After a long application season, you've finally landed the perfect internship. You'll gain valuable experience in your field, meet tons of potential mentors, and walk away with the ideal listing on your resume. Great, right? Not so fast... It's unpaid. Your summer may look like it's all nailed down, but it can be difficult or even impossible to support yourself without a steady income. Even if you can find a way to support yourself over the summer, what happens when you get back to school in the fall and realize your bank account is running low? You might want to consider picking up a part-time summer job. A paid summer job ensures you'll still have money to support, save, and spend, but it can be tough to balance work with an unpaid internship.
Find an Internship You Love
Dr. Carole Jabbawy, founder of Internship Connection, a company that matches high school and college students with internships, emphasizes the importance of finding an internship you love. “You will enjoy your summer if you carefully research the type of place that you think would be interesting. If the work is meaningful and you mesh with the company's vibe, there's nothing more exciting than getting a jumpstart on your career,” she says.
Sometimes, taking an unpaid internship offer over a paid internship or job offer can work in your favor. If the opportunity will help you get ahead in your career, it's in your best interest to make it work, even if that means turning down a less beneficial paid internship or taking on a paid job on nights and weekends to make money on the side.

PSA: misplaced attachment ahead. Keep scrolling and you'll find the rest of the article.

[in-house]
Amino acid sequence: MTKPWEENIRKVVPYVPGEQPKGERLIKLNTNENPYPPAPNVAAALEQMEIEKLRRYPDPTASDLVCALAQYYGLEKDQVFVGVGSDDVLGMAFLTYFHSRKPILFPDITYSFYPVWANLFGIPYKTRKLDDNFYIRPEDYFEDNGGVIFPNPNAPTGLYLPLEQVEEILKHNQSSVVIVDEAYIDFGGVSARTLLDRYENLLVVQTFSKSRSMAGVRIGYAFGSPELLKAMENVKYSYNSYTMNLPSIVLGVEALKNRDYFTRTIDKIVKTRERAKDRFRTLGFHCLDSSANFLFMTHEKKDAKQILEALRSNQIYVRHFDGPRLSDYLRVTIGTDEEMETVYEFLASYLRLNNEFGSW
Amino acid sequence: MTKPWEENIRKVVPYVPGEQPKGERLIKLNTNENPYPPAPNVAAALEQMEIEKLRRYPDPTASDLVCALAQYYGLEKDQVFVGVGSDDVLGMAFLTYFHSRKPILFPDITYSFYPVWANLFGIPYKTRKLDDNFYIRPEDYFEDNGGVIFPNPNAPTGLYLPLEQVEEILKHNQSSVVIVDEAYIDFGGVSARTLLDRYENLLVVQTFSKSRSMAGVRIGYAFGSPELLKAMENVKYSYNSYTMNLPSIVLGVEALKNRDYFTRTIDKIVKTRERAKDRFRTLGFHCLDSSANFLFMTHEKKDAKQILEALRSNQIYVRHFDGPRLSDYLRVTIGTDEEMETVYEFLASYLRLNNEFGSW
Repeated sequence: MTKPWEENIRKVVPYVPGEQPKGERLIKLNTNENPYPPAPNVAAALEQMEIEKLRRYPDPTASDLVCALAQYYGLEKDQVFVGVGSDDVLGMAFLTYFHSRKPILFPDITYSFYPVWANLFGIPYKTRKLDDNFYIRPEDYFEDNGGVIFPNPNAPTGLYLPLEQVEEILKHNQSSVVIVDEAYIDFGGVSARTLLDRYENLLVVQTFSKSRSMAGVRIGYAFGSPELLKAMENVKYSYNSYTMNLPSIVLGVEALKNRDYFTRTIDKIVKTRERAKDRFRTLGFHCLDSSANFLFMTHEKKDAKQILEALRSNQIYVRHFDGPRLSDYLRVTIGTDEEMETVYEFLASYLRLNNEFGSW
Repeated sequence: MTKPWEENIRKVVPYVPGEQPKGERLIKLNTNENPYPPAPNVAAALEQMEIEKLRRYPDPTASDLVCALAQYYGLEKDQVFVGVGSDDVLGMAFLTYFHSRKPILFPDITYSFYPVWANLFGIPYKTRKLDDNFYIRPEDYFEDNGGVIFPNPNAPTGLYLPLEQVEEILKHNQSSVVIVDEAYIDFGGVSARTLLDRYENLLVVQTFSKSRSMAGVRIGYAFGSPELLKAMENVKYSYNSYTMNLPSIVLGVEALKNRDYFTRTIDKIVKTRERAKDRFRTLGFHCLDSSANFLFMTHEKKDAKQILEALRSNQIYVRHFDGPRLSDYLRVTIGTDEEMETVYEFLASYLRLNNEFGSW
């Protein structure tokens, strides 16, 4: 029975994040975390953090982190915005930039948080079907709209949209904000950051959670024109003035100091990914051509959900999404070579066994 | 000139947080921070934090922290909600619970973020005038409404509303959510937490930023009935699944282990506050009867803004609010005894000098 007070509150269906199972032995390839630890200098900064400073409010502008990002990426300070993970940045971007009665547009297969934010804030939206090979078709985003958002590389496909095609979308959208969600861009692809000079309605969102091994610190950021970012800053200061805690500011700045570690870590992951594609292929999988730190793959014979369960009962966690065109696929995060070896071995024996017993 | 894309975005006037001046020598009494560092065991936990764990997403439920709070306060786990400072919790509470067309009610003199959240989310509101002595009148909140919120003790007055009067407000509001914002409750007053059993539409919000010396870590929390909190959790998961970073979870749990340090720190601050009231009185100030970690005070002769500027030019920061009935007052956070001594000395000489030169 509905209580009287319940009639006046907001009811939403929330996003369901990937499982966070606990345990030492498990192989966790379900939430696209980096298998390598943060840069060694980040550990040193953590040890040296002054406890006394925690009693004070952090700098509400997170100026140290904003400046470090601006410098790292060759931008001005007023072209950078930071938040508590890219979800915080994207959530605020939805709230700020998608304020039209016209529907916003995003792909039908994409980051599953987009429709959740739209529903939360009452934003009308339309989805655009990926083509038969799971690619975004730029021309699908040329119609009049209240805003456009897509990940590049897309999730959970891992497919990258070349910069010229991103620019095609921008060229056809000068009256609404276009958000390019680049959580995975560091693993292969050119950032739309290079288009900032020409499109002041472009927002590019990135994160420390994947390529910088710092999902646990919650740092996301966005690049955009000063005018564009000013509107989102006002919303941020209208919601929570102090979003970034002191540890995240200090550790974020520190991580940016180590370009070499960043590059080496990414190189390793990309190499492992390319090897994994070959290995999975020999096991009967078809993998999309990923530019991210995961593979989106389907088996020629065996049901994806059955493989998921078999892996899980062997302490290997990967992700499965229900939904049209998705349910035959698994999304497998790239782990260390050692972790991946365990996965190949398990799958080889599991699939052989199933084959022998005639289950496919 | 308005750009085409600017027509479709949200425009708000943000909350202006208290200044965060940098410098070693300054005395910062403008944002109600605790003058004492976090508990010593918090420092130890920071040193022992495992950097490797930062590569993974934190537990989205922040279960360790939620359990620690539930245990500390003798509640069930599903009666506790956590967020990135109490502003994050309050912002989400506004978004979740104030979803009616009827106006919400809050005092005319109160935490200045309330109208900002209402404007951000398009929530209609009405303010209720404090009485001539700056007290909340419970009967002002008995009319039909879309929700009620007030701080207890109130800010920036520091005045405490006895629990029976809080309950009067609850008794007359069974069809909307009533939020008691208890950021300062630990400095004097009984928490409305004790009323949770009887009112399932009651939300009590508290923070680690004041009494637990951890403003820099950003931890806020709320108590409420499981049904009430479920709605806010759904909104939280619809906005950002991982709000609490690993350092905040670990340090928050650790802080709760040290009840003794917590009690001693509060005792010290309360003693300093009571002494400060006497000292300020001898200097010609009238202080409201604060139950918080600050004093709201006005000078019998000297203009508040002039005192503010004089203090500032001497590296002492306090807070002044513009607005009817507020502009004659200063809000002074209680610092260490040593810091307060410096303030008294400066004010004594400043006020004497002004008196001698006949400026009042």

Michelle King, a junior at Emerson College, agrees. Last summer, she interned at Seventeen and worked retail. “Be aware that it's going to be a struggle to balance both and use that as motivation for finding a company that you're truly passionate about, not just one that will boost your resume,” she says. “Balancing an internship and a job last summer was difficult at times, but I never once regretted it because I loved Seventeenso much.” A jam-packed summer schedule won't feel so intimidating if you're excited about what you're doing every day.
It's one thing to turn down an internship that won't teach you much or add anything substantial to your resume; it's something else entirely to turn down a dream offer because it's unpaid. Jabbawy says, "If you get an offer for a great internship, try to make it work. Look for babysitting or waitressing jobs with evening and weekend hours."
Ask around your neighborhood and talk to family friends to find babysitting jobs. Can't find any families with young kids? Create a profile on Sittercity.com, a free site that helps families find babysitters and vice versa.
If you're interested in waitressing or bartending, go to each restaurant or bar as soon as you can and inquire about job opportunities with the manager. Depending on their application process, they may ask you to fill out an application or come in for an interview. These positions are competitive, so your best bet is to apply to as many places as possible until you find an opening.